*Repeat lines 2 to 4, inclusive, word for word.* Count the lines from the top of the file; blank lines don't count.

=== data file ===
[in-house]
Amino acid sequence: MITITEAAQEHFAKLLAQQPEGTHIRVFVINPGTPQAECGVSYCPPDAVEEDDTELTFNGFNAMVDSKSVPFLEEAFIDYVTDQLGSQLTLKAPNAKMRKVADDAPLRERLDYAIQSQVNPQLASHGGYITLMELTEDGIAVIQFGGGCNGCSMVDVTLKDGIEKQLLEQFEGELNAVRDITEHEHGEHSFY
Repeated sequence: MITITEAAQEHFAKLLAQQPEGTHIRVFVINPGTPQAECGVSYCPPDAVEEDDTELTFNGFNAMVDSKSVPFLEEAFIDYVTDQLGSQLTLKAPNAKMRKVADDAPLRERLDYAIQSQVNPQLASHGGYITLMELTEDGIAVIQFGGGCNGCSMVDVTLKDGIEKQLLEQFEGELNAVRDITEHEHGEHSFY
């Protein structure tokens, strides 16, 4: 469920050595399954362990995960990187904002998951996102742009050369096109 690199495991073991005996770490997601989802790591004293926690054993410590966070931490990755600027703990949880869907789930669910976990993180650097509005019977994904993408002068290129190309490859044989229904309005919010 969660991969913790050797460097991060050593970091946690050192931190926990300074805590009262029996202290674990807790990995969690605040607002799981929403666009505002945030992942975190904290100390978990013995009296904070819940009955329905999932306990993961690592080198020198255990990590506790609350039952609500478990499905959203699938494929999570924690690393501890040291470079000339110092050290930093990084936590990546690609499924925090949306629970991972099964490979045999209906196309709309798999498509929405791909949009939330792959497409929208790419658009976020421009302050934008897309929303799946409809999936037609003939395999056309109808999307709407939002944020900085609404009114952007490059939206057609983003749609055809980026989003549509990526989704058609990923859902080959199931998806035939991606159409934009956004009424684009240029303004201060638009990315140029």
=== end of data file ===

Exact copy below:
Amino acid sequence: MITITEAAQEHFAKLLAQQPEGTHIRVFVINPGTPQAECGVSYCPPDAVEEDDTELTFNGFNAMVDSKSVPFLEEAFIDYVTDQLGSQLTLKAPNAKMRKVADDAPLRERLDYAIQSQVNPQLASHGGYITLMELTEDGIAVIQFGGGCNGCSMVDVTLKDGIEKQLLEQFEGELNAVRDITEHEHGEHSFY
Repeated sequence: MITITEAAQEHFAKLLAQQPEGTHIRVFVINPGTPQAECGVSYCPPDAVEEDDTELTFNGFNAMVDSKSVPFLEEAFIDYVTDQLGSQLTLKAPNAKMRKVADDAPLRERLDYAIQSQVNPQLASHGGYITLMELTEDGIAVIQFGGGCNGCSMVDVTLKDGIEKQLLEQFEGELNAVRDITEHEHGEHSFY
């Protein structure tokens, strides 16, 4: 469920050595399954362990995960990187904002998951996102742009050369096109 690199495991073991005996770490997601989802790591004293926690054993410590966070931490990755600027703990949880869907789930669910976990993180650097509005019977994904993408002068290129190309490859044989229904309005919010 969660991969913790050797460097991060050593970091946690050192931190926990300074805590009262029996202290674990807790990995969690605040607002799981929403666009505002945030992942975190904290100390978990013995009296904070819940009955329905999932306990993961690592080198020198255990990590506790609350039952609500478990499905959203699938494929999570924690690393501890040291470079000339110092050290930093990084936590990546690609499924925090949306629970991972099964490979045999209906196309709309798999498509929405791909949009939330792959497409929208790419658009976020421009302050934008897309929303799946409809999936037609003939395999056309109808999307709407939002944020900085609404009114952007490059939206057609983003749609055809980026989003549509990526989704058609990923859902080959199931998806035939991606159409934009956004009424684009240029303004201060638009990315140029």